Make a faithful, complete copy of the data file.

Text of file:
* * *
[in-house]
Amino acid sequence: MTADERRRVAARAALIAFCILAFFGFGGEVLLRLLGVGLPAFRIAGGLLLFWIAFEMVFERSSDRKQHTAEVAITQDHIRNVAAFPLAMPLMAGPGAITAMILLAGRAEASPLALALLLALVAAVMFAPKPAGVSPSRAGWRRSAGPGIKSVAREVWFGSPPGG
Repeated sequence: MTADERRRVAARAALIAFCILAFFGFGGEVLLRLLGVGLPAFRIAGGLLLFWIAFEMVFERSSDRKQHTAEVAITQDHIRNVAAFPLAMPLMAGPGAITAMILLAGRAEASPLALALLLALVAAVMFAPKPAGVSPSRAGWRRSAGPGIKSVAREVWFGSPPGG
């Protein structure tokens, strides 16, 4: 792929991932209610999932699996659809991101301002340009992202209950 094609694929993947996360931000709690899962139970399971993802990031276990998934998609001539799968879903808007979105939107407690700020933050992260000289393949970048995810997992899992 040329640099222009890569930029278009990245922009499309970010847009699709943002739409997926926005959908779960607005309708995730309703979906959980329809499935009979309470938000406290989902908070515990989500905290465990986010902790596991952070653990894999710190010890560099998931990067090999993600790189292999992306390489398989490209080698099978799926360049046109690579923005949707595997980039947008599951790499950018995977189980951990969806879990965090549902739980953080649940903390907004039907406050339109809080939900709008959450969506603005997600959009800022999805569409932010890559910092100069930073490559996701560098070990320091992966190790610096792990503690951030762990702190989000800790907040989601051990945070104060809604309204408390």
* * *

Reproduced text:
[in-house]
Amino acid sequence: MTADERRRVAARAALIAFCILAFFGFGGEVLLRLLGVGLPAFRIAGGLLLFWIAFEMVFERSSDRKQHTAEVAITQDHIRNVAAFPLAMPLMAGPGAITAMILLAGRAEASPLALALLLALVAAVMFAPKPAGVSPSRAGWRRSAGPGIKSVAREVWFGSPPGG
Repeated sequence: MTADERRRVAARAALIAFCILAFFGFGGEVLLRLLGVGLPAFRIAGGLLLFWIAFEMVFERSSDRKQHTAEVAITQDHIRNVAAFPLAMPLMAGPGAITAMILLAGRAEASPLALALLLALVAAVMFAPKPAGVSPSRAGWRRSAGPGIKSVAREVWFGSPPGG
């Protein structure tokens, strides 16, 4: 792929991932209610999932699996659809991101301002340009992202209950 094609694929993947996360931000709690899962139970399971993802990031276990998934998609001539799968879903808007979105939107407690700020933050992260000289393949970048995810997992899992 040329640099222009890569930029278009990245922009499309970010847009699709943002739409997926926005959908779960607005309708995730309703979906959980329809499935009979309470938000406290989902908070515990989500905290465990986010902790596991952070653990894999710190010890560099998931990067090999993600790189292999992306390489398989490209080698099978799926360049046109690579923005949707595997980039947008599951790499950018995977189980951990969806879990965090549902739980953080649940903390907004039907406050339109809080939900709008959450969506603005997600959009800022999805569409932010890559910092100069930073490559996701560098070990320091992966190790610096792990503690951030762990702190989000800790907040989601051990945070104060809604309204408390």